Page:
ATHENS, Ohio (WCMH) — An Athens County lawyer campaigning for an Ohio House seat will be on the Nov. 8 ballot, the Ohio Supreme Court ruled, after Secretary of State Frank LaRose previously blocked her name from appearing in front of voters.

Tanya Conrath, 51, took her race to the state’s highest court in September, which decided 4-3 on Tuesday that LaRose erred in his ruling and ordered the Democrat’s name onto the ballot in southeast Ohio.

Tanya Conrath (Courtesy Photo/Haley Janoski)

“Conrath has a clear legal right to have her name placed on the ballot as a result of the district committee’s timely filed nomination of her and her acceptance of the nomination,” the supreme court majority opinion read.

She was first approached by the Athens County Democratic Party in August to serve as a substitute nominee. That vacancy came when Rhyan Goodman — who originally filed from his dorm room address at Ohio University and ran unopposed — withdrew from the race six days after the Aug. 2 primary.

The Athens County Board of Elections voted 2-2, reportedly along party lines, on whether to certify Conrath as a candidate. LaRose was asked to break the tie, and in a letter on Sept. 11, the Republican secretary of state voted no.

Ohio District 94 covers several southeastern Ohio counties, including Athens, Meigs, Morgan, and part of Washington.

LaRose’s decision centered on several dates connected to the August primary. Ohio had two primaries in 2022 after multiple sets of legislative maps were approved by the state’s redistricting committee but then rejected by the Ohio Supreme Court for favoring Republicans too strongly.

He wrote that because the election had yet to be canvassed, Goodman was not the party nominee when he requested to withdraw.

“The unofficial canvass on Election Night, by definition, produces unofficial results,” the September letter read. 

But the Ohio Supreme Court said that because of how unusual the August primary was, the Athens County Democratic Party could not have waited any longer to put forth a candidate in Goodman’s place.

“Despite Secretary LaRose’s conclusion that the replacement nomination had been premature, the replacement was made as late as it legally could have been without being too late,” the opinion read.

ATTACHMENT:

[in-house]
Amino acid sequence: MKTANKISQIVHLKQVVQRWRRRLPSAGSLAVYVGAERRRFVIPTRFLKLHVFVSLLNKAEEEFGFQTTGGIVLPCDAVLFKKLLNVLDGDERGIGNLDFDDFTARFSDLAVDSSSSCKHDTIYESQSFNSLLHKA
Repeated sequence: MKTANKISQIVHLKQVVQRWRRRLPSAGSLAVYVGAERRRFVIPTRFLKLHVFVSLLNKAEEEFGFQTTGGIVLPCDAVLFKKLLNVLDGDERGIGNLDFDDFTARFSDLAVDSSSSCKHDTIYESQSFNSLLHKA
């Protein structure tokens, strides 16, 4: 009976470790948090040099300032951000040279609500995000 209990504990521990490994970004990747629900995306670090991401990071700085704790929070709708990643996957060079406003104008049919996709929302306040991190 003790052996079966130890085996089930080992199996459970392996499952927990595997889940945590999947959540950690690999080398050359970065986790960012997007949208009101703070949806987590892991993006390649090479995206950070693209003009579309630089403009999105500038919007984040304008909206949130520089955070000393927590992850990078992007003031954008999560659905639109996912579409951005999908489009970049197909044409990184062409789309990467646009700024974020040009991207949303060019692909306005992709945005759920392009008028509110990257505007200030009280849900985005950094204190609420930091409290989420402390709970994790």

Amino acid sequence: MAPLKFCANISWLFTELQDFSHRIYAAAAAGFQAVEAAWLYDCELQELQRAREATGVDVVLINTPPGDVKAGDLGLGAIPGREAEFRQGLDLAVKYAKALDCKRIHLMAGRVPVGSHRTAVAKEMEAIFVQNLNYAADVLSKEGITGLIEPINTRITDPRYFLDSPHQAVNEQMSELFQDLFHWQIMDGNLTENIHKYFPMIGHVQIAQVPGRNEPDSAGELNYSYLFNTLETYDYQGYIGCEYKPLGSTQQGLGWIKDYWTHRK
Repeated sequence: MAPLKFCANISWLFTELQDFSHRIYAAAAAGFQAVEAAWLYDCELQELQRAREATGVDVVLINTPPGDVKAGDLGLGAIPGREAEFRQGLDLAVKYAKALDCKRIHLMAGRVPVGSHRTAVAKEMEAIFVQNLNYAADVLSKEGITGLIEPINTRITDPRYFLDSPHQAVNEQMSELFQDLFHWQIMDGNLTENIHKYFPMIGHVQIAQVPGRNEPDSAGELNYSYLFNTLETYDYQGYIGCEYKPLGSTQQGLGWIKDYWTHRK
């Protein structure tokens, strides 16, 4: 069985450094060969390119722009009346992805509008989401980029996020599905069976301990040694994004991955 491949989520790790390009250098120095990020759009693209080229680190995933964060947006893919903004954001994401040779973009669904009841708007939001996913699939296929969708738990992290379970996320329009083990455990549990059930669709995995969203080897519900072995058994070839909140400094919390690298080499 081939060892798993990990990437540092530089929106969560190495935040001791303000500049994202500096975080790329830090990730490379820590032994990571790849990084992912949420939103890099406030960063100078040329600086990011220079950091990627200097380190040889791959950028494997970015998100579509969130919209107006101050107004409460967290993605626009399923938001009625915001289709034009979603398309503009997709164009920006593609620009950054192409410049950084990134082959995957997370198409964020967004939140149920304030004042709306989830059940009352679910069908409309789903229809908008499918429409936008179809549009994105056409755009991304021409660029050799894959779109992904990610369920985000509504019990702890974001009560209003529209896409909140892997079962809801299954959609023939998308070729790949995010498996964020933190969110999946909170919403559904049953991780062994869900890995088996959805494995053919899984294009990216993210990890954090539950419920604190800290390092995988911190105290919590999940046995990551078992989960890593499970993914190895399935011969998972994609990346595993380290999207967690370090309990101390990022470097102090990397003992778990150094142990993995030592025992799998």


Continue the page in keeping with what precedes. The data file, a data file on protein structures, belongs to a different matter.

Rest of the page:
LaRose told NBC4 at a voter registration event Tuesday at Land-Grant Brewing he disagreed with the court’s decision, but that his office had been working with the affected counties in recent weeks in case the ruling fell this way — and that they will follow the order.

“The work of making sure the counties were prepared for that is obviously not something that started today,” LaRose said. “It is unfortunate that they will have to send out, probably, a supplemental ballot to overseas and military voters that have already gotten their ballot.”

Conrath is an Athens High School graduate who moved back to the area with her high school sweetheart after she graduated from Ohio State University’s law school. She said in an earlier interview she thought she was left with two choices: “throw in the towel and be done,” or to try to change the outcome.

“Today is a banner day for democracy, freedom and choice. What a relief to have the Ohio Supreme Court be the parent in the room and put a stop to this partisan bullying,” Conrath said in a text statement Tuesday. “Isn’t this the biggest nightmare for Jay Edwards?”

Conrath will face Rep. Jay Edwards — the incumbent GOP candidate who ran unopposed in his primary and is vying for a fourth and final two-year term — in the Nov. 8 election.